Is it time your house got smarter? Consider the following.

A “smart” home used to mean that connectivity was hard-wired into your home during construction — and you had to be home to access the smart features through a control panel. Now, smart is wireless, allowing you to control your home’s switches, bulbs, plugs, appliances, doorbell and security systems remotely with your mobile phone or other smart device.

For many people, this technology can feel overwhelming. After all, the first iPhone came out in 2007, only a little more than a decade ago. Yet now we expect so much from our smartphones and the apps on them. If you want to explore adding smart features to your home, here are a couple of thoughts:

The easiest way to ease into using smart features is to purchase simple Wi-Fi-enabled plugs, power strips or light bulbs. At a plug-and-play level, you can remotely turn devices on and off, or create a schedule for them from your phone.

The benefits are in performing simple tasks. For example, if you want to control your children’s TV or video game usage — even if you are not home — consider a smart plug for one device or a smart power strip for the entire entertainment center. The TV could be turned on remotely after homework is completed or limited to a certain timeframe — all from your phone.

You can geo-sync a group of smart lights to automatically turn on as you pull into the driveway, so you’re not entering a dark house. You can also turn off lights remotely if someone accidentally leaves them on. You can even set up a randomized scheduling to make the lights rotate on and off, a particularly valuable feature to make your home look occupied when you are on vacation.

Smart plugs have another advantage to consider. Using smart plugs, appliances with mechanical on/off switches can truly turn off to stop energy flow instead of having the appliance in standby mode — preventing “vampire” energy use. Some plugs can also monitor an appliance’s energy usage and possibly help you save money on utility bills.

The device or appliance that plugs into the smart plug should match the plug’s wattage and function limitations. Also, be aware that smart plugs are not standard sizes or shapes. Some are not as streamlined as others, so it may limit use of the remaining outlet. Or the plug may only have two prongs, to prevent use of a more power-hungry three-prong device. Others are not weather- or waterproof for outdoor use.


Some products may require opening an online account, downloading an app to your phone, or need a hub. Think of the hub as the conductor for an orchestra of lights, switches, outlets, appliances and other electronic devices playing for you over your internet connection. Unfortunately, this also means the different products you buy have to be compatible with the hub and that could keep you within similar product lines. The alternative could mean accessing multiple apps to control different smart components — and remembering which app does what.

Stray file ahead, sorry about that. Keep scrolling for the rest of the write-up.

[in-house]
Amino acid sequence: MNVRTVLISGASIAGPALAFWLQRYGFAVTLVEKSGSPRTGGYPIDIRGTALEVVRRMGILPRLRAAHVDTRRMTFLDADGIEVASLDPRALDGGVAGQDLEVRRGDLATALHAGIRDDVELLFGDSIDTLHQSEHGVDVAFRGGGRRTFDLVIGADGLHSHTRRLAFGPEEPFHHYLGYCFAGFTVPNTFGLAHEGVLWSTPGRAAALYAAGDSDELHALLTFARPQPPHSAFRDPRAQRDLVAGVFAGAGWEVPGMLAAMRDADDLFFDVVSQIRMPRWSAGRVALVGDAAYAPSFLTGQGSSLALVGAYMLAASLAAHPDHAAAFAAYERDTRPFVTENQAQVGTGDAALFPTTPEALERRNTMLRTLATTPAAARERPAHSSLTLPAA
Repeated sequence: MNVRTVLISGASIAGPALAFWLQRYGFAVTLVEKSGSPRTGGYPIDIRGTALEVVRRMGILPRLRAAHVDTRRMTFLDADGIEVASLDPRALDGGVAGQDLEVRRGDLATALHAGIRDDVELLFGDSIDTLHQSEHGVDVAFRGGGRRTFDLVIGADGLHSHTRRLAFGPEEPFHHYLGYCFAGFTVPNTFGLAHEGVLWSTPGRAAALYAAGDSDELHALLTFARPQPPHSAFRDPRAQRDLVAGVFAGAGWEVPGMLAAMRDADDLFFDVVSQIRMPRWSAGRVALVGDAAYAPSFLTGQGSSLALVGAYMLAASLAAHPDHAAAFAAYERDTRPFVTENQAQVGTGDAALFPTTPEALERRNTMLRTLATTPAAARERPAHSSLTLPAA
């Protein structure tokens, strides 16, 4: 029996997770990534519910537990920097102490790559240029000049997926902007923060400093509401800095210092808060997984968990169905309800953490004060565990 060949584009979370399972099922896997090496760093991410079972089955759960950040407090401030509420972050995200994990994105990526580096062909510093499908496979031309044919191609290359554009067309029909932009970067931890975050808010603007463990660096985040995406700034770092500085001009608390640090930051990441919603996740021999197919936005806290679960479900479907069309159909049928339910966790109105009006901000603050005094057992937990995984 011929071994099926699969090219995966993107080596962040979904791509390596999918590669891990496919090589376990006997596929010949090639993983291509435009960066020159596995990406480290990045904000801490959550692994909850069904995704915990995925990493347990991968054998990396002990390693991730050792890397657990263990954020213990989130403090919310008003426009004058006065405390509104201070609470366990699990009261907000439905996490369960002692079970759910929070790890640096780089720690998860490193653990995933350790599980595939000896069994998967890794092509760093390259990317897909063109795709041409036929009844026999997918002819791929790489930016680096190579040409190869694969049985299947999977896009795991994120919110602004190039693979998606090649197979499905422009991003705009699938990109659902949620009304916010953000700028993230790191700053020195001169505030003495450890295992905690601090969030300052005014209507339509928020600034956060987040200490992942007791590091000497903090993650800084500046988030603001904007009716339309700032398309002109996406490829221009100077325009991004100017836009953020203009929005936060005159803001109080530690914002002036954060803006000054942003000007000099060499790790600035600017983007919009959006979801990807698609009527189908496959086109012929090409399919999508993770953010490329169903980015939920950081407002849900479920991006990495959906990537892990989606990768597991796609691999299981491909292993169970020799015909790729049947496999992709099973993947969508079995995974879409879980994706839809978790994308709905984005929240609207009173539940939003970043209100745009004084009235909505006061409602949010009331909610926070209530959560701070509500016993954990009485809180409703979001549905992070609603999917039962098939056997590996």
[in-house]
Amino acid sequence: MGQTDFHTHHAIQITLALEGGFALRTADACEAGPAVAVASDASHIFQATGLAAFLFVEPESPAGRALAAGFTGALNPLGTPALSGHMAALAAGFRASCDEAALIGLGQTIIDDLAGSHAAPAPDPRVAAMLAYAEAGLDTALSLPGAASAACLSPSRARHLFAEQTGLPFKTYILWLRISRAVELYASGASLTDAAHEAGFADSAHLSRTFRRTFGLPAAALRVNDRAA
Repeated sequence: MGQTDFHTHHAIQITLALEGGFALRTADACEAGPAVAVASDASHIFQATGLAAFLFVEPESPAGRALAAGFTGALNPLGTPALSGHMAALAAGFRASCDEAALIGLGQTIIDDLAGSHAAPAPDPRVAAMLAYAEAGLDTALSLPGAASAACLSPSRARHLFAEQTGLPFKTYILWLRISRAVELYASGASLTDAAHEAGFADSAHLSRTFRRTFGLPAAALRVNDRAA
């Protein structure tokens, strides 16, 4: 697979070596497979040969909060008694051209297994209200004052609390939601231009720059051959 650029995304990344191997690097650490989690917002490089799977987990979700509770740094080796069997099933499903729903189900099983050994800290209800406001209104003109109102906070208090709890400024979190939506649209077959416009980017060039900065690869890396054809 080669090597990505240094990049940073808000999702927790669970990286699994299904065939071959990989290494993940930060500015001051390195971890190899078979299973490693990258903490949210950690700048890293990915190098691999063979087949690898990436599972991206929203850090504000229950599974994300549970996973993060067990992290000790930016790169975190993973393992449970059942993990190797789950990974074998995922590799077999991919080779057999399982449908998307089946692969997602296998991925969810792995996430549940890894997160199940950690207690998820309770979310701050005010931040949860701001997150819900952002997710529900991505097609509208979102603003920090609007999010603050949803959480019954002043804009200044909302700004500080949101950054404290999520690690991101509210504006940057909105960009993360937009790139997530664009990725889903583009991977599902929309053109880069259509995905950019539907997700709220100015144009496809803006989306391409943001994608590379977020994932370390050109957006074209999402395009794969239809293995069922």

If you want voice-activated commands, the products will need to be compatible with your preferred digital product — Alexa, Siri, Google, etc.

Whatever product you decide on, research the online reviews — positives and negatives — so you have a better idea of what to look for in the product specifications and know the questions to ask at a brick-and-mortar store.

Smart products are good for tenants as well. If you pay your own electricity, the energy efficiency and monitoring capabilities can help you save on utility costs. Plus, the smart features can be portable, and it may be easy to move the physical products from home to home. However, don’t forget you have to put the home back into the same condition it was when you initially rented it.

A word of caution for homeowners: When you decide to sell the property, determine BEFORE you put the home on the market whether you will take your smart components or sell the home with the enhanced features. If you are taking them, remove the items before the property is on the market. A buyer can’t want something that they don’t see. Once you have an offer on the property, buyers will anticipate that anything attached or affixed will be staying unless otherwise noted as your personal property.

Consider these factors when deciding to take or leave the smart products: 1. Will the same products fit in the new location? 2. Do you want to upgrade to newer products? 3. What is the cost to remove the products, and restore the home to prior functionality, if applicable? 4. Will leaving the products help to sell the home over other competing properties, or for possibly more money? Some smart items like washers, dryers, thermostats and security systems can be great marketing tool and selling features when a buyer is considering purchasing your home.

Finally, wireless smart technology for the home is inevitable. You just have to decide if you are going to take baby steps or jump right in. If you get stuck, you can always ask the children or grandchildren for help.

Barbara Ramsey

Barbara Ramsey is a local associate broker specializing in residential real estate. She can be reached at